Brachial plexus blocks: infusions and other mechanisms to provide prolonged analgesia.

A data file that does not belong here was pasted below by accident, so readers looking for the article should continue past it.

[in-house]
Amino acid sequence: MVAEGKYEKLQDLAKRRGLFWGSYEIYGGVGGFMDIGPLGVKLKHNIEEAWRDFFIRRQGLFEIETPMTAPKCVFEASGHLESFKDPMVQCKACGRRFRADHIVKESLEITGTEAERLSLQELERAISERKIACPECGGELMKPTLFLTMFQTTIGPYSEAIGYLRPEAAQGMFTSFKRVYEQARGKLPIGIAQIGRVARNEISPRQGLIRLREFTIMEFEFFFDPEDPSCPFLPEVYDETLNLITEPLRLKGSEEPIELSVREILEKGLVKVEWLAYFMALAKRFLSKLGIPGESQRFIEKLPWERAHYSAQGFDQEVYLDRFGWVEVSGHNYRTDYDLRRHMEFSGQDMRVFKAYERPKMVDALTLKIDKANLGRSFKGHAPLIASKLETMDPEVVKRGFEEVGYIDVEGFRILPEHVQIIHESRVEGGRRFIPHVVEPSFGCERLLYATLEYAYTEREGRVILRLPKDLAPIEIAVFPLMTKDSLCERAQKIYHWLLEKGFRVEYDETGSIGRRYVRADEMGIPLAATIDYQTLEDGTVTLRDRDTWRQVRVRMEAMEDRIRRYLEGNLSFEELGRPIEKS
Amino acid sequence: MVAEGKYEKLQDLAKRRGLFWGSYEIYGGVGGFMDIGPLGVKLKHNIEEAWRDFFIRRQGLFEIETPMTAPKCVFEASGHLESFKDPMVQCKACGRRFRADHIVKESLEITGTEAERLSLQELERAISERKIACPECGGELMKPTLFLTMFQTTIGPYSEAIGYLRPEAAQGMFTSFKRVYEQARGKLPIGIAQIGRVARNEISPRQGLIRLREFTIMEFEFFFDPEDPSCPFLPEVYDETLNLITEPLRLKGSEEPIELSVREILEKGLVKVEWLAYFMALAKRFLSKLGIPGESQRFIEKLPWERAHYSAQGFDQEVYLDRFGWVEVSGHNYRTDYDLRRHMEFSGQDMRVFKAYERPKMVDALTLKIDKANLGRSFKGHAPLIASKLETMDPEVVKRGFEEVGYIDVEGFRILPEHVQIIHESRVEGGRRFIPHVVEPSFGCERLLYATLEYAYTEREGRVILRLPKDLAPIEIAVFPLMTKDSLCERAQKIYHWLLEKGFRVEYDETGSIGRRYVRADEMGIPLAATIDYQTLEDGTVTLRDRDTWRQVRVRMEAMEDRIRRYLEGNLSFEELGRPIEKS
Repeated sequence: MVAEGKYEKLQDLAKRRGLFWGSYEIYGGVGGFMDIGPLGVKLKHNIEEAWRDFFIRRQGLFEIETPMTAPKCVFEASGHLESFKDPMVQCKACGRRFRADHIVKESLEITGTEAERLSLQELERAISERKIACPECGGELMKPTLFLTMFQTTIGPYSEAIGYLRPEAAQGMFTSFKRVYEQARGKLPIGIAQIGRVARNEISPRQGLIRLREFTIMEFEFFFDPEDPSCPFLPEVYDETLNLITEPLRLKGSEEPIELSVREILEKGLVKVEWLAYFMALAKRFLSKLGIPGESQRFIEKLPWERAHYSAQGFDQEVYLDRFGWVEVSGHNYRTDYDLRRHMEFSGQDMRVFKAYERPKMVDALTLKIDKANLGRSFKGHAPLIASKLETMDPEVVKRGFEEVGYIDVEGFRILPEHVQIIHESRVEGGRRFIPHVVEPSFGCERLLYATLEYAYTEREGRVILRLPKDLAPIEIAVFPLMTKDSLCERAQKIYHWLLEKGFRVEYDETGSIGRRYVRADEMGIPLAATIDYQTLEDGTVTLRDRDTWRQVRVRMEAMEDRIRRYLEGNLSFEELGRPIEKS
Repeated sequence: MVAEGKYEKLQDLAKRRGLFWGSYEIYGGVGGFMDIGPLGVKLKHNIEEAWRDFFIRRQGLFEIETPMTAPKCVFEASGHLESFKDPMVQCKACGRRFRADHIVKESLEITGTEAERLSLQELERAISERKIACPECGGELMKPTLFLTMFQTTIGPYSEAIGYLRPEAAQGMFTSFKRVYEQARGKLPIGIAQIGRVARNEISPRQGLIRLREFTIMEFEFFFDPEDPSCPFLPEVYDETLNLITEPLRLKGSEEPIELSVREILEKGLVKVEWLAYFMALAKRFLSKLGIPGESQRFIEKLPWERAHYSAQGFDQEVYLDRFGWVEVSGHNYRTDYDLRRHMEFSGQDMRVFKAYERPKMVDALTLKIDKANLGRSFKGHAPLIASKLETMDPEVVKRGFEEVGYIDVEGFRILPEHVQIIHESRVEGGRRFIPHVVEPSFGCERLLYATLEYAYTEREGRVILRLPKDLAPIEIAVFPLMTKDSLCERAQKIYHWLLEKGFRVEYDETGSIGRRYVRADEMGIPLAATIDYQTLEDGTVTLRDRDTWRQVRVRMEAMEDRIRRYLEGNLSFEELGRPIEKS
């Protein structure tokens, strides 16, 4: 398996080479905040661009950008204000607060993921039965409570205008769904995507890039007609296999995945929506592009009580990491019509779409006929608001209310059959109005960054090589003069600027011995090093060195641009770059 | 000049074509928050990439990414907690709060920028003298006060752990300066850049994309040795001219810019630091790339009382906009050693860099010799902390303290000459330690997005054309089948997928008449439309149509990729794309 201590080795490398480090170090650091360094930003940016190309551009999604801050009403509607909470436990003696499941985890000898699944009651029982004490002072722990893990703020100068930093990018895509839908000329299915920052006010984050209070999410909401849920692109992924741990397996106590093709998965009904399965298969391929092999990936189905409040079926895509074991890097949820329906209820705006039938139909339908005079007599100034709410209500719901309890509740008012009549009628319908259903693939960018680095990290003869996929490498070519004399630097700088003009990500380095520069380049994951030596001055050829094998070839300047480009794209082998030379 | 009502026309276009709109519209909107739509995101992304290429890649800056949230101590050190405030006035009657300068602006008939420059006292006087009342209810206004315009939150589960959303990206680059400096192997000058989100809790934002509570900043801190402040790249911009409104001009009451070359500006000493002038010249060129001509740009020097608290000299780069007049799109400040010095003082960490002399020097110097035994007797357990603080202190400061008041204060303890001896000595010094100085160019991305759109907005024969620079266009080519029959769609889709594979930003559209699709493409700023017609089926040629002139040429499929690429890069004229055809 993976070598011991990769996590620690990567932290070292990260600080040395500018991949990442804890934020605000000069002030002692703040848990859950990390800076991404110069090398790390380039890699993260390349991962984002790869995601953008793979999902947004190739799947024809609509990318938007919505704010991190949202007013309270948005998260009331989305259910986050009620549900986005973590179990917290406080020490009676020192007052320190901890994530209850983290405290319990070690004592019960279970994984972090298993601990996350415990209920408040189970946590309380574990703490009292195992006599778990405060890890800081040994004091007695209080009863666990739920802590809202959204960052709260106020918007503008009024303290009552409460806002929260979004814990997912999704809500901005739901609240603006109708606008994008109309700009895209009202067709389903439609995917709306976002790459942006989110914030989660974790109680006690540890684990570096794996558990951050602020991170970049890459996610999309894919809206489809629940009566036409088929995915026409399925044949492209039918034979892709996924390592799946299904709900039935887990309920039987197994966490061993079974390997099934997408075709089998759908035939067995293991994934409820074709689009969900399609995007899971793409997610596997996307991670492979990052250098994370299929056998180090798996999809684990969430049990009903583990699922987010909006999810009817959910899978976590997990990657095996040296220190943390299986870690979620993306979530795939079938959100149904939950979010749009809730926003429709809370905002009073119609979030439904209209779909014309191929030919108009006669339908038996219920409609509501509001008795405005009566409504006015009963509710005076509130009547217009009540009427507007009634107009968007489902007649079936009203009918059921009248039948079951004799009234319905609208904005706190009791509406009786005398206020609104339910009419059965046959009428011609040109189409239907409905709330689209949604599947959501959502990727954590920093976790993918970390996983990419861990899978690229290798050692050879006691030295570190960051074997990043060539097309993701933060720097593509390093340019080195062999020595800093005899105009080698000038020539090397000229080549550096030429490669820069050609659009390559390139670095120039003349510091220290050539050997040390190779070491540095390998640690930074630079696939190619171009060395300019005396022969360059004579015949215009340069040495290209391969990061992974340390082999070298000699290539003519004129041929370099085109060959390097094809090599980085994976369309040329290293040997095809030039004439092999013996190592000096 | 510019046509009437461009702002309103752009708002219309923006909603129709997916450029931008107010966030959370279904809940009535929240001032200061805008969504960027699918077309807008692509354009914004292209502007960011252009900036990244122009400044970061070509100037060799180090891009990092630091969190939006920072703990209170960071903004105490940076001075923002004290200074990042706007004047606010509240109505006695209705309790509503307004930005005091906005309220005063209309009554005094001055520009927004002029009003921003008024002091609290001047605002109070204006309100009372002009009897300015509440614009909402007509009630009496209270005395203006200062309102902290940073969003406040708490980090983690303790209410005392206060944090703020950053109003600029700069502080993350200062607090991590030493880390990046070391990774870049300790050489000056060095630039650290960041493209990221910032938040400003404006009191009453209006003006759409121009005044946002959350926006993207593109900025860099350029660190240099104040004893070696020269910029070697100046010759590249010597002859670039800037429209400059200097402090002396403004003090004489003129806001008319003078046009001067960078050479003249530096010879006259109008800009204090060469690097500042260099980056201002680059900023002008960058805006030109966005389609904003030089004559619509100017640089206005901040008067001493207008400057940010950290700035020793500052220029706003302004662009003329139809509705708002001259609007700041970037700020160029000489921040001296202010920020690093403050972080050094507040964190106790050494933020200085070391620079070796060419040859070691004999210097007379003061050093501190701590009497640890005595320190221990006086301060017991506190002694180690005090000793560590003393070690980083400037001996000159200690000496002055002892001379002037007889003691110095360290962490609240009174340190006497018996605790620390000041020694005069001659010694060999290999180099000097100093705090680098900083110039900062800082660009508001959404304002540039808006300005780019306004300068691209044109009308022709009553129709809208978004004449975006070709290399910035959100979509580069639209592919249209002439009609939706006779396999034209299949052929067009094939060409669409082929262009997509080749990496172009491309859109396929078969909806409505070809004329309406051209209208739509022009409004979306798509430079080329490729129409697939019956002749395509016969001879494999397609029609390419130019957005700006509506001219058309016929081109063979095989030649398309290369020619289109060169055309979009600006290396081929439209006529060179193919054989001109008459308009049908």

PURPOSE OF REVIEW: Regional anesthesia has numerous benefits for upper extremity surgery such as improved analgesia, opioid sparing and reduced side effects. However, many of these advantages are lost after block regression. Recently, several strategies such as continuous ambulatory local anesthetic infusions and adjuvants that may potentiate analgesia after a brachial plexus block have been described and investigated. This review will highlight and place in context this recent work. RECENT FINDINGS: Current investigations have demonstrated that brachial plexus analgesia can be extended by combining existing solutions and technology. This has been most evident in the use of ambulatory continuous peripheral nerve blocks such as the interscalene, infraclavicular and axillary approaches. Accomplishing this safely in an outpatient setting requires the use of basic infusion pumps, patient education and a mechanism for follow-up after discharge. This strategy has prolonged pain relief and facilitated major operations on an outpatient basis. An alternative to this strategy is to combine adjuvants such as opioids, clonidine, ketamine and neostigmine to potentiate the effects of local anesthetics. These additives have had mixed results. The most promising solutions are the alpha-2-adrenergic agonists but further investigation is necessary to confirm their efficacy and quantify their appropriate dose and side effects. SUMMARY: The advances and techniques recently described demonstrate that prolonging analgesia after brachial plexus blocks is possible. This may be accomplished via several different approaches and mechanisms resulting in improved patient analgesia and side effects.
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